There is widespread use of nuclear and radiological materials (radioactive sources and nuclear material) and technologies in the various practices and applications in throughout the world. In Uganda, these materials are used in medicine, agriculture, industry, research and education etc. Uganda has declared interests in embarking on the development of nuclear energy resources and technology for the generation of electricity. This coupled with the high rates of growth in industry and medical care advancements imply a continued rise in the use of nuclear and radioactive materials in the region and thus will consequently increase the likelihood of occurrence of radiological or nuclear incidents if not properly managed.
The current security situation and recent events in Uganda, the East African region and the world further assert the existence of the nuclear terrorism threat. It is known in current times that there are terrorists out there that are interested in obtaining nuclear or radiological materials with the aim of fabricating an improvised nuclear devise or a radiological dispersal and/or exposure device for terrorism purposes.
Following a nuclear security event or a radiological or nuclear incident, the types of evidence that may be collected include the radiological or nuclear material itself, referred to as radiological evidence, and traditional types of evidence that may be contaminated with these materials, referred to as contaminated traditional evidence. Traditional uncontaminated evidence is in many cases present and must be handled such that contamination is prevented. Upon collection of evidence that includes nuclear or radioactive materials, it is very important to conduct a forensic analysis of the seized materials to obtain crucial information to enable a successful investigation. It is thus imperative for Uganda and all states in the establishment of response measures and systems for nuclear security events to take nuclear forensics into consideration as key component.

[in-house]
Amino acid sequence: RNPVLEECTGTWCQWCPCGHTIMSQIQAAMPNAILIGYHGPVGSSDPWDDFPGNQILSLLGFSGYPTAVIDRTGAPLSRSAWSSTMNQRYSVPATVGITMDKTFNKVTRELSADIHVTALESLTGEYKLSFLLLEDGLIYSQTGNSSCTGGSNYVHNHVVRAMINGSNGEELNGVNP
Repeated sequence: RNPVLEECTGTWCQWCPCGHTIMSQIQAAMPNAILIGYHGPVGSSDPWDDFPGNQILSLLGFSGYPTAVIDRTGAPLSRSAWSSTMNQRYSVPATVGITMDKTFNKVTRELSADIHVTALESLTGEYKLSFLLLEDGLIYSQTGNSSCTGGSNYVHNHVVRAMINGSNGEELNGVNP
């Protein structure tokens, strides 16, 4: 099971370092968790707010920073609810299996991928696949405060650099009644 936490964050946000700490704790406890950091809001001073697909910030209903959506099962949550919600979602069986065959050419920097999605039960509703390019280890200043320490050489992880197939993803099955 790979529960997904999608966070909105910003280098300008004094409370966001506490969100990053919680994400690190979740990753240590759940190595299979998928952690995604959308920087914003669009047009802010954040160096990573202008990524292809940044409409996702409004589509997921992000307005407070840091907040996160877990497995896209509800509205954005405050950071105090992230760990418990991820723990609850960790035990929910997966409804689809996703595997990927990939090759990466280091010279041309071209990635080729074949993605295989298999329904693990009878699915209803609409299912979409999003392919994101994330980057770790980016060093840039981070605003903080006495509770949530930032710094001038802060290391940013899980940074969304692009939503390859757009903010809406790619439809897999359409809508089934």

Uganda’s nuclear security regime is coordinated by the Atomic Energy Council with active participation of other key stakeholders like the national police, the intelligence service, the defence forces, users of radiation sources and more. There are some capabilities in terms of equipment and technical personnel in the regulatory body, some universities and the national police. However, there are at present minimal measures and arrangements for their coordination and optimization for the strengthening and consolidation of the state’s nuclear forensic capabilities. It is also of concern that there are no visible cross-border bilateral or multilateral cooperation mechanisms in nuclear forensics.
The paper will deeply assess the current situation as regards capabilities and arrangements for nuclear forensics in Uganda. It will describe the existing capabilities in the different institutions within the country identifying gaps and strengths. It will further generate recommendations for improvements in the national capabilities and establishment of arrangements for international collaboration and support in line with recommendations of the International Technical Working Group on Nuclear forensics (ITWG) and with lessons from international best practices.